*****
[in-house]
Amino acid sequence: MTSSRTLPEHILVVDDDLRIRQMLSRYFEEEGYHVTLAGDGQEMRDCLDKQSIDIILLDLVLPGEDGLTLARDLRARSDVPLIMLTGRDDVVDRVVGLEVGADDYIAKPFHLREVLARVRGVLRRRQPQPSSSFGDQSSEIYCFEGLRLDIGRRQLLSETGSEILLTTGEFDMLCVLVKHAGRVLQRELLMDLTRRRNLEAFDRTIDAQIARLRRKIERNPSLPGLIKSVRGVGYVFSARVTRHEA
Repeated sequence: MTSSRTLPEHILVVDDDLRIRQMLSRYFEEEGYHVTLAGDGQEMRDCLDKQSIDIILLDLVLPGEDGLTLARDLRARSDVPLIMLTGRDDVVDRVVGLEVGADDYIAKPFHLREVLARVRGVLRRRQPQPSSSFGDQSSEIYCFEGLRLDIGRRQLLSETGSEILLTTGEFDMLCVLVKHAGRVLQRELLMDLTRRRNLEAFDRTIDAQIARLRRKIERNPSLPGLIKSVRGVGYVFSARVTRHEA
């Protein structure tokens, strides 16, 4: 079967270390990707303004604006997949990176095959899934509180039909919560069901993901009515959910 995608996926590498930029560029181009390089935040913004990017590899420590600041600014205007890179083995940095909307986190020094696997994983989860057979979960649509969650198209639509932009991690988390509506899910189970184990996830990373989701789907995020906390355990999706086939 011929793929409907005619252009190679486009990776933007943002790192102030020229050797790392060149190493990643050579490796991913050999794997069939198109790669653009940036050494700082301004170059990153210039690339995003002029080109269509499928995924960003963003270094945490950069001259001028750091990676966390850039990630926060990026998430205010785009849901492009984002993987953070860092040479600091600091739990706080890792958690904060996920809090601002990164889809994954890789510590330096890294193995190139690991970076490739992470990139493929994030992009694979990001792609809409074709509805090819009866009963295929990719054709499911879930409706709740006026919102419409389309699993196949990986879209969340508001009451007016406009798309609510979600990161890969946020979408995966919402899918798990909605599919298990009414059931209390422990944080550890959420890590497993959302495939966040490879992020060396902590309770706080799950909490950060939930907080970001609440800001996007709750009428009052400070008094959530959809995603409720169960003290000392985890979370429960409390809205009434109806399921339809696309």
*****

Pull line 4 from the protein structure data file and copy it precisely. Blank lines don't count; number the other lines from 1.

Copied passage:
């Protein structure tokens, strides 16, 4: 079967270390990707303004604006997949990176095959899934509180039909919560069901993901009515959910 995608996926590498930029560029181009390089935040913004990017590899420590600041600014205007890179083995940095909307986190020094696997994983989860057979979960649509969650198209639509932009991690988390509506899910189970184990996830990373989701789907995020906390355990999706086939 011929793929409907005619252009190679486009990776933007943002790192102030020229050797790392060149190493990643050579490796991913050999794997069939198109790669653009940036050494700082301004170059990153210039690339995003002029080109269509499928995924960003963003270094945490950069001259001028750091990676966390850039990630926060990026998430205010785009849901492009984002993987953070860092040479600091600091739990706080890792958690904060996920809090601002990164889809994954890789510590330096890294193995190139690991970076490739992470990139493929994030992009694979990001792609809409074709509805090819009866009963295929990719054709499911879930409706709740006026919102419409389309699993196949990986879209969340508001009451007016406009798309609510979600990161890969946020979408995966919402899918798990909605599919298990009414059931209390422990944080550890959420890590497993959302495939966040490879992020060396902590309770706080799950909490950060939930907080970001609440800001996007709750009428009052400070008094959530959809995603409720169960003290000392985890979370429960409390809205009434109806399921339809696309």